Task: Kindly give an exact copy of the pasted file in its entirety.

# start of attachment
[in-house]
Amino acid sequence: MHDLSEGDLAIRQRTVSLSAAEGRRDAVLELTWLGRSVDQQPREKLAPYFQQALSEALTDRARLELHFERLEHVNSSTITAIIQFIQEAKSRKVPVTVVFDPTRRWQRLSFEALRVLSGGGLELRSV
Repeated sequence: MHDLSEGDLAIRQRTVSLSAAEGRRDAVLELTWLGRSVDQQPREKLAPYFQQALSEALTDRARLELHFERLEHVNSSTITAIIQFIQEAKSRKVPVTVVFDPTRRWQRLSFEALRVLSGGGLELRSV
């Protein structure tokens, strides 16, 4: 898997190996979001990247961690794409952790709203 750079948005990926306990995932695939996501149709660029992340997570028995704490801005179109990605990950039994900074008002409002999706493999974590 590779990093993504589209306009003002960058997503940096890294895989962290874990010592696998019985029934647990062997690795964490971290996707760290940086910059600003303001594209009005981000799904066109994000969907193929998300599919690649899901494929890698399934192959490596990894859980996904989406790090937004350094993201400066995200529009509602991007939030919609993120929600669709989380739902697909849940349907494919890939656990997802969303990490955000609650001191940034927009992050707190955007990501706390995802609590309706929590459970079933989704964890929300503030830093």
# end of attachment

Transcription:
[in-house]
Amino acid sequence: MHDLSEGDLAIRQRTVSLSAAEGRRDAVLELTWLGRSVDQQPREKLAPYFQQALSEALTDRARLELHFERLEHVNSSTITAIIQFIQEAKSRKVPVTVVFDPTRRWQRLSFEALRVLSGGGLELRSV
Repeated sequence: MHDLSEGDLAIRQRTVSLSAAEGRRDAVLELTWLGRSVDQQPREKLAPYFQQALSEALTDRARLELHFERLEHVNSSTITAIIQFIQEAKSRKVPVTVVFDPTRRWQRLSFEALRVLSGGGLELRSV
């Protein structure tokens, strides 16, 4: 898997190996979001990247961690794409952790709203 750079948005990926306990995932695939996501149709660029992340997570028995704490801005179109990605990950039994900074008002409002999706493999974590 590779990093993504589209306009003002960058997503940096890294895989962290874990010592696998019985029934647990062997690795964490971290996707760290940086910059600003303001594209009005981000799904066109994000969907193929998300599919690649899901494929890698399934192959490596990894859980996904989406790090937004350094993201400066995200529009509602991007939030919609993120929600669709989380739902697909849940349907494919890939656990997802969303990490955000609650001191940034927009992050707190955007990501706390995802609590309706929590459970079933989704964890929300503030830093």